A Response to Ritual: Washing The Dead
I believe that as writers, if we are writing from a good place and we get extremely lucky, the stories we toss out into the world will come back to us in the form of more stories, a call and response of sorts.
My novel, Washing the Dead, brings forth the tale of Barbara Pupnick's quest to find her way back home. After years of exile from her community, Barbara's former rebbetzin invites her to perform a taharah on the mentor who nurtured her after her mother abandoned the family. The praying, pouring, and swaddling allows Barbara to loosen the first brick in the wall she's built around her heart. And so begins her long journey back to her religious community, her mother's love, and the piece of herself she's withheld from her teenage daughter.
Readers have indeed responded to Barbara's story. They've described fissures in their relationships with their spiritual communities and clergy and told beautiful stories of mentors who have stepped in to mother them when no other adult was available.
I've also heard story after story about burial rituals, Jewish and other. Before my novel was published, I described the plot to a friend, and she grew quiet for a few minutes. “I think my parents are members of the chevrah kadisha,” she said. A few days later, she told me that she'd called them and asked them about performing the taharah and was struck by their humility about this mitzvah. Other readers have responded similarly about their loved ones' participation in this mitzvah, as though they were seeing them through the fresh lens of this ritual.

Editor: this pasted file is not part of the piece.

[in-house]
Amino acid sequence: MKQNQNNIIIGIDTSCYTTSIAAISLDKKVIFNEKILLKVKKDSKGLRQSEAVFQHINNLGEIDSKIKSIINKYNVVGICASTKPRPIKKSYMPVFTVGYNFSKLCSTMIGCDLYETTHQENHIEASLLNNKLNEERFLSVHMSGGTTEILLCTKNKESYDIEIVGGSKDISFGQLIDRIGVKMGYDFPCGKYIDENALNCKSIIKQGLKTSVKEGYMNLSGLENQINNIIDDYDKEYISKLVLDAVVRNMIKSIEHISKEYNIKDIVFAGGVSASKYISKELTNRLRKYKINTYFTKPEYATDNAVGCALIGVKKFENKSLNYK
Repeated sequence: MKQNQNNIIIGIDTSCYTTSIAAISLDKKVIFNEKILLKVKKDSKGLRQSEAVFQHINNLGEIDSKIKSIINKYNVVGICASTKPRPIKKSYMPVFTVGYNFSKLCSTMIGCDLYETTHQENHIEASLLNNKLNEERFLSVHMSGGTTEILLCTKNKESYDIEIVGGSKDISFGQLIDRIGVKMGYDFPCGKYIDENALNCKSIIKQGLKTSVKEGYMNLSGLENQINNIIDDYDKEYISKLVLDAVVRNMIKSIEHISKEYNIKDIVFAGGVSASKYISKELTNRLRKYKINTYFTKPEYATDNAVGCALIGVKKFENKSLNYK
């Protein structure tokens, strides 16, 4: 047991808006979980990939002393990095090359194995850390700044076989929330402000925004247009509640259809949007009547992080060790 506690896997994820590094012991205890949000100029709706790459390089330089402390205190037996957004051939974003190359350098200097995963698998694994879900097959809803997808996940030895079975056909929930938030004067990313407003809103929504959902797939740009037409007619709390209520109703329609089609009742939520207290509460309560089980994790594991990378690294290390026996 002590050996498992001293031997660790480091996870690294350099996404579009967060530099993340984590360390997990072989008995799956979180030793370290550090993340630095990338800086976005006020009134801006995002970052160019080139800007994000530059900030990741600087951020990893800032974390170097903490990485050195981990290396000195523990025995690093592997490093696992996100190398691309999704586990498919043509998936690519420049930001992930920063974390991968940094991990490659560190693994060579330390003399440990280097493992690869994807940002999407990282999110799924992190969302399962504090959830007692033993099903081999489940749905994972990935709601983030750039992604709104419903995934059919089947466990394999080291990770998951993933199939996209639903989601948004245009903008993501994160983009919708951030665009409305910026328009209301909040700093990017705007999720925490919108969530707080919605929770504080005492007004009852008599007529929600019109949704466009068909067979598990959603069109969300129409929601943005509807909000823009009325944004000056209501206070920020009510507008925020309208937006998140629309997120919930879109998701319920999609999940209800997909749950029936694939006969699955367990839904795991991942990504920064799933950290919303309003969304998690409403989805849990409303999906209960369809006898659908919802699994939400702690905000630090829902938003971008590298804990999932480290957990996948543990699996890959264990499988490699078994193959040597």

During my appearance on an NPR talk show, a woman called in to share her practice of shmirah and her primal fear of touching a meit. After a reading I gave to my own synagogue, I turned the discussion over to my rabbi and two members of our chevrah kadisha. The audience was mesmerized as my rabbi and the chevrah members demystified the ritual. After a recent event at an assisted living facility, a woman told me that she kept in her car a certificate of a taharah performed on her mother. Other chevrah members have thanked me for raising awareness of the Jewish burial rituals, while maintaining their desire to protect their anonymity.
I've learned about how other cultures and religions care for the dead. One Muslim reader wrote me to tell me about the similarity in the burial rituals in her culture; a mother of a young woman doing health care work in Africa told me that some African children wash the dead, and a Hindu woman informed me that though the particulars of our customs are different, we are all infusing meaning into the task of preparing a body for burial. Isn't ritual the fusion of the mundane and the holy?